Improving farmer livelihoods by selling products produced through a farmer-owned supply chain
Enterpreneur Bryan Lee Sector Agriculture Geography Mumbai
Often, their crops are highly perishable; whatever price is offered, they must sell. For example, according to an Infrastructure Leasing & Financial Services (IL&FS) study, tomatoes sold for between 1.5 and 12 rupees per kg in 2010 in Nashik, Maharashtra (near our pilot site). The same study showed farmers earned only 25% of the end price to consumer whereas international benchmarks are closer to 40-50%. Their immediate focus is on developing products for existing farmer-owned food processing units and then sourcing these products from the units and selling them under the Krishi Star brand. Many farmer-owned food processing units, such as the mango processing unit with which they have done initial manufacturing, are producing under capacity due to difficult marketing products. After identifying such units, they first conduct market research to identify products that can be produced by the unit and profitably sold through our marketing channels.
Next they guide the unit in producing these products and finally, they bring the products to market under the Krishi Star brand. In this way, they increase profitability for the farmer-owned units and build a secure supply chain. They also open up marketing channels that will drive the demand necessary to later expand the network of farmer-owned food processing units.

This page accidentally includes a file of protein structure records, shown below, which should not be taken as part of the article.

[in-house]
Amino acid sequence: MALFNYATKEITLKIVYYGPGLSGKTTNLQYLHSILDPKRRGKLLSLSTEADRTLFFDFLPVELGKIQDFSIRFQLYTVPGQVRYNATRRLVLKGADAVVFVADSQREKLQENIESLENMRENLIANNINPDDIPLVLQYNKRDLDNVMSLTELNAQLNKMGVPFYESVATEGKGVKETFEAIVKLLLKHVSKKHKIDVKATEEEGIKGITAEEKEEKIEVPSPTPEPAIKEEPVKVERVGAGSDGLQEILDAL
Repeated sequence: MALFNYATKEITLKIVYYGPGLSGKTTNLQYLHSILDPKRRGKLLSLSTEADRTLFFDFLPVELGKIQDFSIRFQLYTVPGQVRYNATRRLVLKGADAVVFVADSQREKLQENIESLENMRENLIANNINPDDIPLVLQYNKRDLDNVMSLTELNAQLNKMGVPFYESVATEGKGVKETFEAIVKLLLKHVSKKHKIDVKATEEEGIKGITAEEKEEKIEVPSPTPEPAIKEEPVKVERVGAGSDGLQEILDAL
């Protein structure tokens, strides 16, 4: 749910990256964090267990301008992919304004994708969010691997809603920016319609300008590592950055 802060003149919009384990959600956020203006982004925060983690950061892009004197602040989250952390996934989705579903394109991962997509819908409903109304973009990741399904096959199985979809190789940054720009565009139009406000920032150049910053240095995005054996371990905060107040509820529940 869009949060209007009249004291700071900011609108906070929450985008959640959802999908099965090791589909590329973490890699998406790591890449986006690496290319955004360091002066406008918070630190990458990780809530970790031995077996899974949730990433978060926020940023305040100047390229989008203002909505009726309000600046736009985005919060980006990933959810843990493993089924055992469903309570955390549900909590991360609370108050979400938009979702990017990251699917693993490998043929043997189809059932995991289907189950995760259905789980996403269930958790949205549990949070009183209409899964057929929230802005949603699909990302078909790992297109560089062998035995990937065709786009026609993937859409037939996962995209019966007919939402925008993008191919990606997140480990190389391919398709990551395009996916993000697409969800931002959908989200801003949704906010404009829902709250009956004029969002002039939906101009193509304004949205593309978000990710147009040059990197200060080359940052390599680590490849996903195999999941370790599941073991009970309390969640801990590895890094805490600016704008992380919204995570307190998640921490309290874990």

Farmers benefit from their model in two main ways.
First, they receive higher than market price for their crops in return for small changes in their harvesting that achieve higher quality. Second, as co-owners of the processing unit, they receive a profit share. For example, with only their initial tomato product, this translates into an overall financial impact per farmer of over 220% increase in income. They monitor three main metrics on their impact – number of farmers, profit generated for farmer-owned units, and inputs procured from farmers.